>> and people are very angry. >> said yesterday he hadn't seen the video. >> the city's position on this they are saying the standard procedure is we turn this over to ipra and we after that point have nothing to do with it. i should note it was the chicago city corporation council that was arguing in court not to release the video. it wasn't entirely out of their control. >> we have this conversation the live look there in downtown chicago at the folks who have gathered there for a second night on the streets. we should note here that last night largely peaceful. just five arrests. >> i want to be -- i spent years reporting and living in chicago. i know a lot of the folks in chicago. chicago is a place with robust tradition of organizers and activists and people have been organizing around the chicago police department for a long time. people have known about the video for a long time. before the video came out the
city of chicago long ago voted, the city council and mayor approved a settlement with the family based on evidence introduced before the full city council that the shooting recorded on the video was so bad that it was inevitable they would lose a lawsuit. so the facts of this case and what is on the video have been known for some time in the city even if the actual viewing of the video didn't happen until yesterday. >> following the case very closely as are lots of people. we are going to continue to follow this story here over the next few hours. chris hayes will have that interview tonight with the attorney, officer vandyke's attorney. sits down with germany's leader angela merkel as he tries to galvanize support. we have more on the new revelation about the condition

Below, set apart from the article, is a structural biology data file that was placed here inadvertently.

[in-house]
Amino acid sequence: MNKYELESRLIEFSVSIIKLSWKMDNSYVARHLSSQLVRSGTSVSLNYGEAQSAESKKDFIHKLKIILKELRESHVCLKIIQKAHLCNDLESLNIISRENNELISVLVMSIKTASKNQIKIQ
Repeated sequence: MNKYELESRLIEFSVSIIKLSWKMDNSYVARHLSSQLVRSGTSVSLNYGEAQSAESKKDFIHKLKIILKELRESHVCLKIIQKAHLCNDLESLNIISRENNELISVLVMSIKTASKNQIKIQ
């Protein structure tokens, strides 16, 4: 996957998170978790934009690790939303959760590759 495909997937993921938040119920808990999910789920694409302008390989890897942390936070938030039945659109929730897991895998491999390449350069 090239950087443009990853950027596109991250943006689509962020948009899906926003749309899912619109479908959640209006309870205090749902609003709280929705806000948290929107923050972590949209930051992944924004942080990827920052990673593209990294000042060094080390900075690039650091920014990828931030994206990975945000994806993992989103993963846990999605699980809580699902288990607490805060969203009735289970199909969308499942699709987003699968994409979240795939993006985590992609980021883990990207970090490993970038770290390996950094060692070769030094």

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france's push to form a coalition to fight isis continued today. hollande urged merkel to engage further in the fight against isis. the meeting comes one day after president obama's meeting when both men vowed to stand in so d solidari solidarity. tomorrow moscow hollande will be meeting with vladimir putin to encourage him to join the coalition. what came from the hollande merkel meeting? >> reporter: today french president francois hollande said